• by dbc (135354) on Tuesday December 26, 2006 @02:20AM (#17363996)
      Only too true. Unless those cameras installed themselves, maintain themselves, and write their own software, a moderate of army of techies with zero for ethics has prostituted their talents to install such a system.

      Perhaps some are reading this post now. I ask: Why do you do it? I fail to see how any professional engineer could consider deployment of such wide-scale serveilence as an ethical and appropriate use of government power, outside of the four walls of a prison.
      • Re: (Score:3, Insightful)

        by TubeSteak (669689)
        Why do you do it? I fail to see how any professional engineer could consider deployment of such wide-scale serveilence as an ethical and appropriate use of government power, outside of the four walls of a prison.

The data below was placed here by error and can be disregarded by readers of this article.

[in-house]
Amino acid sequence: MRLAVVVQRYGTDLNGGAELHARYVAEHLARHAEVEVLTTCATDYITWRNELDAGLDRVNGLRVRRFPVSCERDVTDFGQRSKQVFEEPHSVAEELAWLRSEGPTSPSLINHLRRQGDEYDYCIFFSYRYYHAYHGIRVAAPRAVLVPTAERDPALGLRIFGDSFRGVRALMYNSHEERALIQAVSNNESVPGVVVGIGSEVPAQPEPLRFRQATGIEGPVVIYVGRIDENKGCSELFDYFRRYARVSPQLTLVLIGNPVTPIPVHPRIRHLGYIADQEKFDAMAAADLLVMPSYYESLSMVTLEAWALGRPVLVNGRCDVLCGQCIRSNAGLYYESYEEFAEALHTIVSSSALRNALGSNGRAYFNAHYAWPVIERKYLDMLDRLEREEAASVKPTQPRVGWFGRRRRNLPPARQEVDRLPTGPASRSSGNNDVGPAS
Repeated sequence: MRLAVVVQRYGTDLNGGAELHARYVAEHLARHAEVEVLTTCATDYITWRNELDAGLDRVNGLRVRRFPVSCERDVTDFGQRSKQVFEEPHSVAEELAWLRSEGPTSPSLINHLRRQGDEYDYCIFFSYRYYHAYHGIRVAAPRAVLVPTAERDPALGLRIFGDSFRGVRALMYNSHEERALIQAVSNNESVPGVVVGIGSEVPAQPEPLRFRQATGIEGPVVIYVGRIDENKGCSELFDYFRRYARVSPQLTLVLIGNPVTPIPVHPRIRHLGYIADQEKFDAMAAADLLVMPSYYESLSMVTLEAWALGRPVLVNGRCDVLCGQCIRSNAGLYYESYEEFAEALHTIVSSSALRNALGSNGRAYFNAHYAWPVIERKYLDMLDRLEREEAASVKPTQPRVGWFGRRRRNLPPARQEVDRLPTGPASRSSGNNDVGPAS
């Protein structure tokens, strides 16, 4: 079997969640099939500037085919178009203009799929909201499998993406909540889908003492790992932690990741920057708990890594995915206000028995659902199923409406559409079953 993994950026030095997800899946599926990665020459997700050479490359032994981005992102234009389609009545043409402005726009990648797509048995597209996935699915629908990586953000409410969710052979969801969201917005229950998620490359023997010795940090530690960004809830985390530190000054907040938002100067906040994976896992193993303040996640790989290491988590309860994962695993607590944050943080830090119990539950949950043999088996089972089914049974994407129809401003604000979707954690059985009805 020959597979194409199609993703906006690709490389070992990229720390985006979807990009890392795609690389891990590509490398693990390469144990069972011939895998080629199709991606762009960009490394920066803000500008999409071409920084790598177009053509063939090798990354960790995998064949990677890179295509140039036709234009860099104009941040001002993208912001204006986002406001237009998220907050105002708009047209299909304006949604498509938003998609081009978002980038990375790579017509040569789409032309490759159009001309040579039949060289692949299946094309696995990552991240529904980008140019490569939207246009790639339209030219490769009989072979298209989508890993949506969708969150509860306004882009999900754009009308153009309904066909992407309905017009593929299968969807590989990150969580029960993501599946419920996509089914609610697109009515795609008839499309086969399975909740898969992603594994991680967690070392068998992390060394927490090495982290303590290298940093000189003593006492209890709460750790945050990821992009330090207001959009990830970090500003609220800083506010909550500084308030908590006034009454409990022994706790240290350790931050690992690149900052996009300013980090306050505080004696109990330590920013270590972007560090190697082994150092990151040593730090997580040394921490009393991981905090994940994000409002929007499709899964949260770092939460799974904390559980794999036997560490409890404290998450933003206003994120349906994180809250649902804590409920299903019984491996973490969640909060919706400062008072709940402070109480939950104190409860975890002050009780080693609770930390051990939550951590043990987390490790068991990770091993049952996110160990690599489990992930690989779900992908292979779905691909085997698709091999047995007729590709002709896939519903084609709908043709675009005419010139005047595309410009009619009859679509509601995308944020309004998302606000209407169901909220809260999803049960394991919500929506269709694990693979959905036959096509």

A) Install it
        B) Lose job

        Which choice do you think has more short term reprecussions for Mr. Engineer?

          Most people aren't so principled that they would risk their financial security to stand up for their convictions.
  • The real question (Score:2, Insightful)

    by mulhollandj (807571)
    We should not ask ourselves what can government do with all the power they are accumulating but what will they do. A nation that expects to be ignorant and free expects something that never was and never will be.
  • by Anonymous Coward on Tuesday December 26, 2006 @01:54AM (#17363832)
    I think there is a great oppertunity for advertising here.
    If I can put billboard advertisments in areas where these cameras are pointed, I get a load of people constantly watching 24 hours a day.